Humans, Smoking, Health Behavior, Military Medicine, Human Rights, Health Policy, Military Personnel, United States, Smoking Prevention, Clinical Research, Prevention, Tobacco, Smoking and Health, 8.3 Policy, ethics and research governance, 8.3 Policy, ethics and research governance, Strategic, Defence & Security Studies, Public Health and Health Services, Human Movement and Sports Sciences, Strategic, and Defence & Security Studies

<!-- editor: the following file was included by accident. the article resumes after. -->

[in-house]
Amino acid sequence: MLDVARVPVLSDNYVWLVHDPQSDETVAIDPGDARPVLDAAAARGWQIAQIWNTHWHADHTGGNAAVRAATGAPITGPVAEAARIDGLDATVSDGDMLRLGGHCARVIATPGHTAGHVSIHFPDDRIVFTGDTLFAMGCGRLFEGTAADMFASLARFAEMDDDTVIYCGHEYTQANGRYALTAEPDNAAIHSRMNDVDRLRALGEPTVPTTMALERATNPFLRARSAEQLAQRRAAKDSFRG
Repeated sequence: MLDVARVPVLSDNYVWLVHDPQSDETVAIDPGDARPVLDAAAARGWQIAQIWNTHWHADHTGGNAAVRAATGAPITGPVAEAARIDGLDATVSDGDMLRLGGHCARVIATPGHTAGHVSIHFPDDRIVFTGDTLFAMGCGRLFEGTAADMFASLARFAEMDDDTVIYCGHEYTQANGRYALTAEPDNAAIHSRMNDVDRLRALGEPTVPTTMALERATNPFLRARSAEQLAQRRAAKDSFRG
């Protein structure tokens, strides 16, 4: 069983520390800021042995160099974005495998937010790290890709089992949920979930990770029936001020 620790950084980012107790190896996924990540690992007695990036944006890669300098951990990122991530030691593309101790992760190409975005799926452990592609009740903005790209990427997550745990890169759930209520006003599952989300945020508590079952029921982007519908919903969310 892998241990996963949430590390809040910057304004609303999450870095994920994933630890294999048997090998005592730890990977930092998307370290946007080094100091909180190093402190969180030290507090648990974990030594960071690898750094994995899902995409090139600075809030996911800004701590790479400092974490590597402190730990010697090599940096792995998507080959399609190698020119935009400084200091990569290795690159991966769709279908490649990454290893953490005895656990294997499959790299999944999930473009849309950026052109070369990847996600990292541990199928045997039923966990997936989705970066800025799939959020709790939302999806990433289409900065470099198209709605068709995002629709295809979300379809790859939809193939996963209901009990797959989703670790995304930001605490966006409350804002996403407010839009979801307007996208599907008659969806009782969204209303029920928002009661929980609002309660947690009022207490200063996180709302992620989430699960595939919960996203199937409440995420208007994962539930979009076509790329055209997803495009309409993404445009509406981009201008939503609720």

The Institute of Medicine recently called for a tobacco-free military, citing evidence that high rates of tobacco use harm readiness and create enormous costs for the Department of Defense and the Veterans Administration. The pro-tobacco activities of the tobacco industry and others, sometimes supported by military authorities even when prohibited by policy, have created a culture highly hospitable to smoking. Through qualitative secondary analysis of data from interviews and focus groups, this article explores the reasons enlisted personnel and their supervisors, installation tobacco control managers, and service policy leaders give for why tobacco control policy change "cannot" effectively be achieved. Three primary reasons were given: policies would impinge on the "right to smoke," policies would be unenforceable and lead to disciplinary breakdown, and the rights of civilian workers on military installations precluded policy enforcement. Yet evidence suggests that these reasons are not only invalid, but inconsistent with military policies addressing other threats to the health of personnel. This pervasive tobacco "exceptionalism" is a significant barrier to achieving a tobacco-free military. The military, Congress, and the President should re-evaluate the "can'ts" that have prevented effective action, and act to regulate and eventually abolish tobacco use in the armed forces.